A: We’re attuned to those massive secular growth drivers—people entering the middle class, how we have clean water, and how we power and cool data centers, which are now contributing as much emissions to the world as airplanes. That’s a massive opportunity because data and networking are going to increase. You can find those opportunities anywhere in the economy. We’re attuned to these critical challenges that need solutions. When there are dislocations in the market, we find opportunity in that confusion.
Q: These are long-term issues, and many of the companies involved can run up or fall quickly, based on headlines. What sort of timeline do you use for the portfolio?
A: When we see companies bumping up against our one- and three-year valuation ranges, we have to reassess if the model is getting stronger, or getting ahead of itself. There are always stock-specific misunderstandings.
In the first quarter, one of our best-performing stocks was Danaher (DHR), which is buying GE’s life-science business for 17 times enterprise value to earnings before interest, taxes, depreciation, and amortization, which is an attractive ratio for the biopharma business. Danaher’s multiple expanded after the announcement. Over the past 30 years, Danaher has successfully transitioned from an industrial tools company to a leading science and technology company, with high margins, high recurring revenue, and excellent cash flow. There is still room for up to 25% upside over the next three years. Another gainer was Thermo Fisher (TMO), which announced its intention to buy Brammer Bio, which has expertise in CDM, or contract development and manufacturing, for life science.
Q: Two years ago, you were a fan of Facebook, which has since faced all kinds of controversy. Is there value there today?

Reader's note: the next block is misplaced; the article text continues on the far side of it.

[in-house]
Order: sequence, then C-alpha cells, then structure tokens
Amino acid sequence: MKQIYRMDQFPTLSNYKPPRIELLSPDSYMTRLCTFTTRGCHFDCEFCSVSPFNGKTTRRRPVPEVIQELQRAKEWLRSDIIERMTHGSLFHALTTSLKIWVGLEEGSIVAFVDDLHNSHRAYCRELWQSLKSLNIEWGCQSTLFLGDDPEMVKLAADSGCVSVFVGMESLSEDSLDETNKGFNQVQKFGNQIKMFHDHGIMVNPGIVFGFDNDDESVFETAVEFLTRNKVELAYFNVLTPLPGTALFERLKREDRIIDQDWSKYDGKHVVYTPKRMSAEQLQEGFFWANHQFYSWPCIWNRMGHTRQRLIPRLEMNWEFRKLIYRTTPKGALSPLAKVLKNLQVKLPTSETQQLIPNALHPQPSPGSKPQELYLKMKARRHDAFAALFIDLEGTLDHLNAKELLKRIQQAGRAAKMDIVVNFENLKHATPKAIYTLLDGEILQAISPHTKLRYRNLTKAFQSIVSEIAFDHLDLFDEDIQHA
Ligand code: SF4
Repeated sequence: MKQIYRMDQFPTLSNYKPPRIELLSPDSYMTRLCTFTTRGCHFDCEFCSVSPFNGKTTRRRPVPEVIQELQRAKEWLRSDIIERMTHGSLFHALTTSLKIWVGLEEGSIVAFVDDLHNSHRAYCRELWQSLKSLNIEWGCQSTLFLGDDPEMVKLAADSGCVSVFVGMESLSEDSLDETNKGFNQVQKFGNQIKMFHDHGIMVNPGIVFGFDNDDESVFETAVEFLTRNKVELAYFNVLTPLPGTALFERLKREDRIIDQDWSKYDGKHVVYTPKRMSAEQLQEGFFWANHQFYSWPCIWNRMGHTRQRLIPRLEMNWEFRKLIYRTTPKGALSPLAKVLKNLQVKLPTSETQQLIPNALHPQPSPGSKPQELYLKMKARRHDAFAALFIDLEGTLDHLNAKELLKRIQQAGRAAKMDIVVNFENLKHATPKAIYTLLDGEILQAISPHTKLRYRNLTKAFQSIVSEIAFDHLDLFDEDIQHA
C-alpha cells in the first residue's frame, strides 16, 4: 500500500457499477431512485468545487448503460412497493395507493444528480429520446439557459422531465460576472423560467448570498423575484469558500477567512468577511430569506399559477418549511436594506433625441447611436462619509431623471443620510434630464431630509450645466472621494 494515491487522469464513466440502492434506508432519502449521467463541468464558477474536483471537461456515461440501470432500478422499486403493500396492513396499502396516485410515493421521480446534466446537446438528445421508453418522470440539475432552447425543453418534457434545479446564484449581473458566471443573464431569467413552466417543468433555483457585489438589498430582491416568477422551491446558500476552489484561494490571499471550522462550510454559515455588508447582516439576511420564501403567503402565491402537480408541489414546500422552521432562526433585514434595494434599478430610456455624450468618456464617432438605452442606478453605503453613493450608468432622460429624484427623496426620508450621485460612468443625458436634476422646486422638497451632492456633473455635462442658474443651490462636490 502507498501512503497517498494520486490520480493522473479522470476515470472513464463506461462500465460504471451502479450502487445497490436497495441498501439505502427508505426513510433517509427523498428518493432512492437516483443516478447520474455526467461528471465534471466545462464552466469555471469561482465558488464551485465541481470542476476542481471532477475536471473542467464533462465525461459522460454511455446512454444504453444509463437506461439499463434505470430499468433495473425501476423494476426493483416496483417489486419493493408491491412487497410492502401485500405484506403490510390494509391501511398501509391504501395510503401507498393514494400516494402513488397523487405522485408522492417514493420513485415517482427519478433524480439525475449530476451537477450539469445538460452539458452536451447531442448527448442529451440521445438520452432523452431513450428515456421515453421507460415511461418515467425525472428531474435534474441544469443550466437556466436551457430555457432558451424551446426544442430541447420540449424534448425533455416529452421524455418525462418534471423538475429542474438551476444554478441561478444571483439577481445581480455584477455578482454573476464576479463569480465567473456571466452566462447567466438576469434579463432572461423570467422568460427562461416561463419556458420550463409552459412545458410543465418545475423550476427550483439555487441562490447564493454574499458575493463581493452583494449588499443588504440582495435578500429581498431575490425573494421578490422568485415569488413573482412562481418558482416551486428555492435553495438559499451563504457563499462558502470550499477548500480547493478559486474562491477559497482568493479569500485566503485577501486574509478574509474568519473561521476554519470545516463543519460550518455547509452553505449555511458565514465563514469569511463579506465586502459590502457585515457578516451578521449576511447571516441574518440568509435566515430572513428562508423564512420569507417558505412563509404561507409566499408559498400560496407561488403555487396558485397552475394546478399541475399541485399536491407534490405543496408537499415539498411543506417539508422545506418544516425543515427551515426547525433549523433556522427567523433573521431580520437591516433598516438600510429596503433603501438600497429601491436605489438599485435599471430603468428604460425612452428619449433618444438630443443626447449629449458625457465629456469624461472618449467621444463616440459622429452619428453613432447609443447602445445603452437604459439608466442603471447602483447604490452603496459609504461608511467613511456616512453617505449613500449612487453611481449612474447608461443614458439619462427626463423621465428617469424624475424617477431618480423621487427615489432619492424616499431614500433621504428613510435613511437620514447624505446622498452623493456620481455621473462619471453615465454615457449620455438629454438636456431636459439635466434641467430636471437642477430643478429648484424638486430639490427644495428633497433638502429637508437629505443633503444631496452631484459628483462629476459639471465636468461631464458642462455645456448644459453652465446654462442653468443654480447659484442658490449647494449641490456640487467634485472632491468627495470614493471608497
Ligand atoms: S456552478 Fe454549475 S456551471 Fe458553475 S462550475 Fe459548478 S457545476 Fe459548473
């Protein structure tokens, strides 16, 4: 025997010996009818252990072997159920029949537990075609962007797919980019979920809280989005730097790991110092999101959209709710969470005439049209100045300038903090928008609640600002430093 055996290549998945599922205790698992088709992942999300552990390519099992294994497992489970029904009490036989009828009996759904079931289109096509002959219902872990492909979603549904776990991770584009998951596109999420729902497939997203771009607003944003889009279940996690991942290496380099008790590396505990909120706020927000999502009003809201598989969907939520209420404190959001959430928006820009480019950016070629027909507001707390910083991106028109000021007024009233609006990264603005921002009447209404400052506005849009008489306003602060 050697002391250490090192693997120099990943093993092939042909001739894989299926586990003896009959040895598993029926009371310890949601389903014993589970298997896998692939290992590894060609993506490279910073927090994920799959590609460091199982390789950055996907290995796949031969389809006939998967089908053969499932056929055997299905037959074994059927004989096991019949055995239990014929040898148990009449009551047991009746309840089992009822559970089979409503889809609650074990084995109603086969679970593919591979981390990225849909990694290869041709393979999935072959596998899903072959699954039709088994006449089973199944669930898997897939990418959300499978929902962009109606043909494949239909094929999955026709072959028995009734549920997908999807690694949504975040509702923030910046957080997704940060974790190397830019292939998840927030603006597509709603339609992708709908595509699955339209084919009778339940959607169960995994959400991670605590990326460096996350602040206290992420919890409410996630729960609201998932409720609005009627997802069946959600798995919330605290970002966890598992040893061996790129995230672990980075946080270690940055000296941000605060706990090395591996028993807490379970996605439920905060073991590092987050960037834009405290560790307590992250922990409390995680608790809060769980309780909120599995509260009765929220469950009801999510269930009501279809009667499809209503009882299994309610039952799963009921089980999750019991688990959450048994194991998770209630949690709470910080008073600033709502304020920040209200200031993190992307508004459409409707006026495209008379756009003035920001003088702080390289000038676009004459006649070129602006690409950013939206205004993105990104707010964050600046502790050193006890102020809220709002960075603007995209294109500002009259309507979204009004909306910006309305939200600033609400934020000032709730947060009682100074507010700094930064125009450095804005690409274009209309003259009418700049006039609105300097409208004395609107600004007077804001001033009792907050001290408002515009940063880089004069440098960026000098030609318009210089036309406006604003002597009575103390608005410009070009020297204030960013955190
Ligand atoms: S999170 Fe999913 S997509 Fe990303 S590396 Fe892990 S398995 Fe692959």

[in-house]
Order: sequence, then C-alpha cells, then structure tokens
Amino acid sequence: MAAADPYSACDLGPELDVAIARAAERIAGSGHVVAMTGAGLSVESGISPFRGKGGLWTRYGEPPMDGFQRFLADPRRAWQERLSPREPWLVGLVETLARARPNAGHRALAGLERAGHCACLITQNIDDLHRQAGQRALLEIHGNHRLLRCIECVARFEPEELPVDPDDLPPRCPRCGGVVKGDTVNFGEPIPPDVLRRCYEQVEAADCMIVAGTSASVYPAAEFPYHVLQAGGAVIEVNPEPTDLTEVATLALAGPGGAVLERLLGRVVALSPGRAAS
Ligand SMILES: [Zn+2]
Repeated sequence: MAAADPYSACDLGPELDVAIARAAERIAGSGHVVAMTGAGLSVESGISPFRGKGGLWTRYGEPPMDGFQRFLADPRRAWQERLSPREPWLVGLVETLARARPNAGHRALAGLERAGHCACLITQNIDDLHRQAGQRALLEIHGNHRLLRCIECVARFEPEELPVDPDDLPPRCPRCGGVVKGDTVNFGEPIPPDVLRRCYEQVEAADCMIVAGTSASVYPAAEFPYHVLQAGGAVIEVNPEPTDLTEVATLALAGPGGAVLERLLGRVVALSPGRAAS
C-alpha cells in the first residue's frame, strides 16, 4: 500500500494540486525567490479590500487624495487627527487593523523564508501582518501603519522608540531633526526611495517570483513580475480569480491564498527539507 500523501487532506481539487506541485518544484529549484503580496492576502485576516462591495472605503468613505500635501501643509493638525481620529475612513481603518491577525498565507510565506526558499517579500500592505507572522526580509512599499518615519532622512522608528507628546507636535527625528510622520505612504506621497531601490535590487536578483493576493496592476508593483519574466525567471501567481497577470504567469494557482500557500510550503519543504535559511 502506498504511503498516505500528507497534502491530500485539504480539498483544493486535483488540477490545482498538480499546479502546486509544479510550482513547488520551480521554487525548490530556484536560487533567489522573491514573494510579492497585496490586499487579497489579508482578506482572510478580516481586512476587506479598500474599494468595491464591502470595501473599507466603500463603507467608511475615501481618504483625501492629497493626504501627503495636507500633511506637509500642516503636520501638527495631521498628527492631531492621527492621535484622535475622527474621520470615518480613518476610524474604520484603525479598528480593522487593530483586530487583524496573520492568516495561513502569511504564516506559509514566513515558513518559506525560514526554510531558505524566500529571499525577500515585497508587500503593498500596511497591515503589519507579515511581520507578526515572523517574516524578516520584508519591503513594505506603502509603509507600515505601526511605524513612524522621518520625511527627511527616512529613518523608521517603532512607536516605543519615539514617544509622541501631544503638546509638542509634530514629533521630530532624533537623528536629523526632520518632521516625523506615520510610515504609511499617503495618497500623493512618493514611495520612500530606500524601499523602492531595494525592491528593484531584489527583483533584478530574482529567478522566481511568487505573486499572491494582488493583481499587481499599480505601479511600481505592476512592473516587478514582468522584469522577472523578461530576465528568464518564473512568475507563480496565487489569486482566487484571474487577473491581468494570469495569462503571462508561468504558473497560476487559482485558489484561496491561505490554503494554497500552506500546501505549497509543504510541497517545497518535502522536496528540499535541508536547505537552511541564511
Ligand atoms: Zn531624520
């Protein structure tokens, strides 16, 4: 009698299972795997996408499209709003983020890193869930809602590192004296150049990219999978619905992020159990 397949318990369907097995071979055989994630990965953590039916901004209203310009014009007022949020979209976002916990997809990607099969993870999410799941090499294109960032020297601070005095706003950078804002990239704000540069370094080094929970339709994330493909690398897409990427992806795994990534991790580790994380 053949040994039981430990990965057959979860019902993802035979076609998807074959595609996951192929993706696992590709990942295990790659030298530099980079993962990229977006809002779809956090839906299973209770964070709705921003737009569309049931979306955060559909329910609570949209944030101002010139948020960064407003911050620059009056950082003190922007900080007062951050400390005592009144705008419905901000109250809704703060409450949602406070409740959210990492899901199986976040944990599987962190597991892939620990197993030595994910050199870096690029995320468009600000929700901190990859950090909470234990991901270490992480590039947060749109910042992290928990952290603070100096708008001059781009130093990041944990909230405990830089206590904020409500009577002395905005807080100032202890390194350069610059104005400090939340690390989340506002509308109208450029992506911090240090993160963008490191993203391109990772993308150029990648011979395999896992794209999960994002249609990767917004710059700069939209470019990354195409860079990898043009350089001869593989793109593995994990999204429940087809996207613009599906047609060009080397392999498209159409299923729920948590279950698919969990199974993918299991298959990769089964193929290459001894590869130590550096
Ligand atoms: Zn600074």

A: We first bought Facebook (FB) in 2014, when there were questions about whether they could monetize mobile. At the time, Snapchat was raising a ton of money. We talked to Facebook’s executives to understand their infrastructure and platform, and their meticulous attention to optimizing hardware, optimizing software, and improving data-center energy efficiencies. That gave us the conviction to know that whatever they did, they could plug it into an infrastructure ready for scale. So, no, Snapchat wasn’t going to take a ton of share.
Q: But you, along with a lot of other sustainable investors, have different concerns about Facebook today.
A: Facebook has faced existential risks: governance, key person risk, privacy and data security, consumer trust, and regulation. Right? In early 2018, these risks got elevated. We went back to our original research, because if we missed something, we needed to learn from it. Then we sought to understand how the risks flowed through the financial statements. Could the model handle slowing user growth, or the expense required to get this right?
Ultimately, when the risks got elevated, we cut our position in half because we didn’t want to subject our clients to whatever Mark Zuckerberg was going to say as he was testifying around the world on live TV. The last straw was understanding that they could have violated an FCC consent decree, and that there are now potentially criminal investigations. We lost faith in management.